Congressional Committee Meets After 'Years Long' Wait Regarding Hemp

About 60% of American adults have tried CBD (cannabidiol) products and believe it has medicinal benefits. A U.S. congressional committee, however, has been trying to make lawmakers create harsher guidelines regarding CBD products to ensure safety in the nation.

The House Oversight and Accountability Subcommittee on Health Care and Financial Services held a hearing on July 27 titled "Hemp in the Modern World: The Yearslong Wait for FDA Action" to explore issues relating to the CBD industry.

Speakers included U.S. Hemp Roundtable's General Counsel Jonathan S. Miller, Senior Managing Scientist at ToxStrategies Rayetta G. Henderson, President-Elect of Kentucky Narcotic Officers Association Richard A. Badaracco.

The oversight committee, presided over by Kentucky Representative James Comer, had been looking into the FDA's refusal to regulate dietary supplements containing CBD produced from hemp.

Congress has frequently urged the FDA to establish regulations for unregulated products, which started to appear in the latter part of the last decade and developed into a thriving gray market. Still, lawmakers and the FDA have been circling CBD for over five years.

The FDA has failed for too long to do its job to ensure the safety of legalized hemp-derived products. Without these regulations, dangerous products could make their way to the shelves while safe and credible CBD products could be prevented from entering the market. We are going to investigate why exactly the FDA has decided to ignore their regulation responsibilities related to CBD and other areas of jurisdiction. We need to ensure that the FDA is not setting what would be a dangerous precedent and using this as an opportunity to seek more authority and resources from Congress.

- Chairwoman Lisa McClain

Stakeholders have urged the FDA to define CBD's classification for a long time. However, the organization has hesitated to act, preferring to concentrate on enforcement and sending warnings to CBD producers.

"The FDA must do better and use their already-existing authority to regulate hemp-derived products," said Chairwoman McClain during the hearing.

She continued that "growth and sales of hemp and hemp-based products including CBD were legalized in the 2018 Farm Bill. CBD was also removed from Schedule 1 status, which are drugs that have no currently accepted medical use and a high potential for abuse. It makes sense to remove CBD from Schedule 1 status."

In January, the FDA ultimately stated that the industry could not be managed by federal safety standards and urged Congress to pass legislation establishing guidelines for the items. FDA concurrently published a list of non-obligatory CBD recommendations.

Several CBD players have resisted, claiming that the industry is adequately regulated by the dietary supplement and food industries' already-existing regulatory frameworks and the standards that apply to their production, labeling, and marketing.

CBD is presently prohibited from being used in foods or sold as a dietary supplement by the FDA since it is classified as a medication.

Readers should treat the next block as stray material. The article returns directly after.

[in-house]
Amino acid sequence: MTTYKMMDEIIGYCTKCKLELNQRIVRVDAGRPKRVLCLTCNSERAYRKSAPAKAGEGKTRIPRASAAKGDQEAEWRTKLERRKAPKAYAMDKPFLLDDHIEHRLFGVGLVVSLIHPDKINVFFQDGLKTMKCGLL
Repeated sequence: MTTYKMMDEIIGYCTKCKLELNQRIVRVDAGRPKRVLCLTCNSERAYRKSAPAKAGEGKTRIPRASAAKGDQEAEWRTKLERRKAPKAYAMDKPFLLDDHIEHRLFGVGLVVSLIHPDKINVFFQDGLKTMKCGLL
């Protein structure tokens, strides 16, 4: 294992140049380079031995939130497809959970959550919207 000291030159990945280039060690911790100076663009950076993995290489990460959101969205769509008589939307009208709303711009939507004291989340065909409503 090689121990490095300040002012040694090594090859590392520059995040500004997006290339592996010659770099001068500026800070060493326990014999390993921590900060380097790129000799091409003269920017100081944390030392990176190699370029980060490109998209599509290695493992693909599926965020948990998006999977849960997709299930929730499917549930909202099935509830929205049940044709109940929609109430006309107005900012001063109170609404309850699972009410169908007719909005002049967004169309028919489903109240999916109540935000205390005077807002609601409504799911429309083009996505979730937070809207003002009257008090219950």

With the Farm Bill's legalization of hemp products in 2018, the cannabis business saw a significant uptick. The law is renewed every five years, so it will once again be in the spotlight this year in 2023. Miller declared that this was a historic moment for hemp. He says the 2023 Farm Bill is the next and greatest chance to advance the hemp business after five difficult years following legalization.

"The unity within the industry is remarkable and telling: Our shared voice will resonate with Congress and help us turn this opportunity into meaningful progress for hemp farmers and product consumers," concluded Miller.

Cannabis contains the non-psychoactive substance CBD. Although CBD does not induce a 'high state' as tetrahydrocannabinol (THC) does, some people still question if it is lawful because it comes from the cannabis plant. For CBD to be legal in your state, it must be so on both the federal and state levels.

As of July 2023, 17 states in the United States, along with the District of Columbia, have made CBD usage legal. These states include:

  • Alaska
  • Arizona
  • California
  • Colorado
  • Connecticut
  • Illinois
  • Maine
  • Massachusetts
  • Michigan
  • Montana
  • Nevada
  • New Jersey
  • New York
  • Oregon
  • Vermont
  • Virginia
  • Washington

Some states also allow the use of CBD for medical purposes. Human self-reports and research show that CBD may be beneficial for treating health problems, including anxiety, chronic pain, and sleeplessness.

The only CBD product currently approved by the Food and Drug Administration is the prescription oil Epidiolex. It is permitted to handle two kinds of epilepsy. Although CBD is used to treat several ailments, such as Parkinson's disease and anxiety, there is presently no proof of the drug's therapeutic effects.

Additionally, using CBD has potential hazards. CBD may have adverse effects, including dry mouth, diarrhea, decreased appetite, tiredness, and fatigue, even though it is frequently well tolerated.

They conclude that to handle hemp-derived cannabis products, a comprehensive regulatory framework is urgently required, whether through the Farm Bill or another critical piece of legislation. Congress has the chance to learn from the strategies used by the states to establish a competent and thorough federal regulatory framework.

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